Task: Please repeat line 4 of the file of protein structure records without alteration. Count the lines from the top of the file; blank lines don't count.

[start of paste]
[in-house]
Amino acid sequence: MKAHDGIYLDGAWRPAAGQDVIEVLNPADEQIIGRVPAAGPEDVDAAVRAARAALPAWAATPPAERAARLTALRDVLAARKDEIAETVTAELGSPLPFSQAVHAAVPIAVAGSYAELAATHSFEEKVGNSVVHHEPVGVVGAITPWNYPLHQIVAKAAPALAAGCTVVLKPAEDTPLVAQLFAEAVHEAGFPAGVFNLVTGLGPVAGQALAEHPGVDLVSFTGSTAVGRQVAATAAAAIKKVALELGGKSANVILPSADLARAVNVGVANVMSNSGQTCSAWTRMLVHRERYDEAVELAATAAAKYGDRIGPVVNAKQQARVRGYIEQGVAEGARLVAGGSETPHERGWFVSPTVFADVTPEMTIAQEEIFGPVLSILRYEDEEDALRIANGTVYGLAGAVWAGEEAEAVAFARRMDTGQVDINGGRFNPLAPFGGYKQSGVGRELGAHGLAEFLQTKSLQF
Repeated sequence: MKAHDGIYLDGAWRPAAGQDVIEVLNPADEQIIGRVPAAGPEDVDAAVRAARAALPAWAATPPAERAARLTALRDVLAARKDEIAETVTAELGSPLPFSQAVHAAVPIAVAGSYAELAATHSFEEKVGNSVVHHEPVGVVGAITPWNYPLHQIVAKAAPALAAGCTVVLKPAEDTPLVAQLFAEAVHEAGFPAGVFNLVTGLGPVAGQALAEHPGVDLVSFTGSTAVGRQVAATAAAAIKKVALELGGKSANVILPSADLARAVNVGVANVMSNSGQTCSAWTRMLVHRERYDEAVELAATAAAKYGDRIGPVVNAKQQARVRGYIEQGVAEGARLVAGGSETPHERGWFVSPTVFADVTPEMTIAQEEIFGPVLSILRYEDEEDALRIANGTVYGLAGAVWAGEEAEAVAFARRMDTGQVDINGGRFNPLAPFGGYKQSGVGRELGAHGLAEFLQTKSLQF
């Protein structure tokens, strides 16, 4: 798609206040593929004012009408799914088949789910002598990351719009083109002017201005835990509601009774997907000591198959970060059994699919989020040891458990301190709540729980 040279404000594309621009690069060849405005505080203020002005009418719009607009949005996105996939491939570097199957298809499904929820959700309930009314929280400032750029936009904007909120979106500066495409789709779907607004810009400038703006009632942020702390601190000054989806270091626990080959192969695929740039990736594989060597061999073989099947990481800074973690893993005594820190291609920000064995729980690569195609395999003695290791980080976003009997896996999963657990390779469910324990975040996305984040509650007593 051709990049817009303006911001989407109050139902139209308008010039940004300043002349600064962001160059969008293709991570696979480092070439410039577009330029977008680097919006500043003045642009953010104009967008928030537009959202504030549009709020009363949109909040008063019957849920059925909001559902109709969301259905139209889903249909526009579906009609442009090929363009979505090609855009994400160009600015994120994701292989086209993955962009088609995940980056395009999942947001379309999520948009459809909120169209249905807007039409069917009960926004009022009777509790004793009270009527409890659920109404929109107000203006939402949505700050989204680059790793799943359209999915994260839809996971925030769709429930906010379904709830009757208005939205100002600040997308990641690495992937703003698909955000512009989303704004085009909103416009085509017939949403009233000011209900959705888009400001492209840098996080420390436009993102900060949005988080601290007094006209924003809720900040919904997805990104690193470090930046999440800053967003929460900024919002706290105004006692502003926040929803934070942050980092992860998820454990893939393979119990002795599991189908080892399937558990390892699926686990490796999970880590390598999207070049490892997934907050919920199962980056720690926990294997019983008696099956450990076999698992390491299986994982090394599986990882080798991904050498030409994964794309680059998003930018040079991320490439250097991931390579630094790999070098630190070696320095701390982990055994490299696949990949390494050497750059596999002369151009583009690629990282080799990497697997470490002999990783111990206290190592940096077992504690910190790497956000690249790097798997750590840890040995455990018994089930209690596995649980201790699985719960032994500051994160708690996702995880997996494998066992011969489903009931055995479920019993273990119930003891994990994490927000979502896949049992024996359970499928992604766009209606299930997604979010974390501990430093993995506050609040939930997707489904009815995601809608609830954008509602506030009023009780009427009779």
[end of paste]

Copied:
């Protein structure tokens, strides 16, 4: 798609206040593929004012009408799914088949789910002598990351719009083109002017201005835990509601009774997907000591198959970060059994699919989020040891458990301190709540729980 040279404000594309621009690069060849405005505080203020002005009418719009607009949005996105996939491939570097199957298809499904929820959700309930009314929280400032750029936009904007909120979106500066495409789709779907607004810009400038703006009632942020702390601190000054989806270091626990080959192969695929740039990736594989060597061999073989099947990481800074973690893993005594820190291609920000064995729980690569195609395999003695290791980080976003009997896996999963657990390779469910324990975040996305984040509650007593 051709990049817009303006911001989407109050139902139209308008010039940004300043002349600064962001160059969008293709991570696979480092070439410039577009330029977008680097919006500043003045642009953010104009967008928030537009959202504030549009709020009363949109909040008063019957849920059925909001559902109709969301259905139209889903249909526009579906009609442009090929363009979505090609855009994400160009600015994120994701292989086209993955962009088609995940980056395009999942947001379309999520948009459809909120169209249905807007039409069917009960926004009022009777509790004793009270009527409890659920109404929109107000203006939402949505700050989204680059790793799943359209999915994260839809996971925030769709429930906010379904709830009757208005939205100002600040997308990641690495992937703003698909955000512009989303704004085009909103416009085509017939949403009233000011209900959705888009400001492209840098996080420390436009993102900060949005988080601290007094006209924003809720900040919904997805990104690193470090930046999440800053967003929460900024919002706290105004006692502003926040929803934070942050980092992860998820454990893939393979119990002795599991189908080892399937558990390892699926686990490796999970880590390598999207070049490892997934907050919920199962980056720690926990294997019983008696099956450990076999698992390491299986994982090394599986990882080798991904050498030409994964794309680059998003930018040079991320490439250097991931390579630094790999070098630190070696320095701390982990055994490299696949990949390494050497750059596999002369151009583009690629990282080799990497697997470490002999990783111990206290190592940096077992504690910190790497956000690249790097798997750590840890040995455990018994089930209690596995649980201790699985719960032994500051994160708690996702995880997996494998066992011969489903009931055995479920019993273990119930003891994990994490927000979502896949049992024996359970499928992604766009209606299930997604979010974390501990430093993995506050609040939930997707489904009815995601809608609830954008509602506030009023009780009427009779």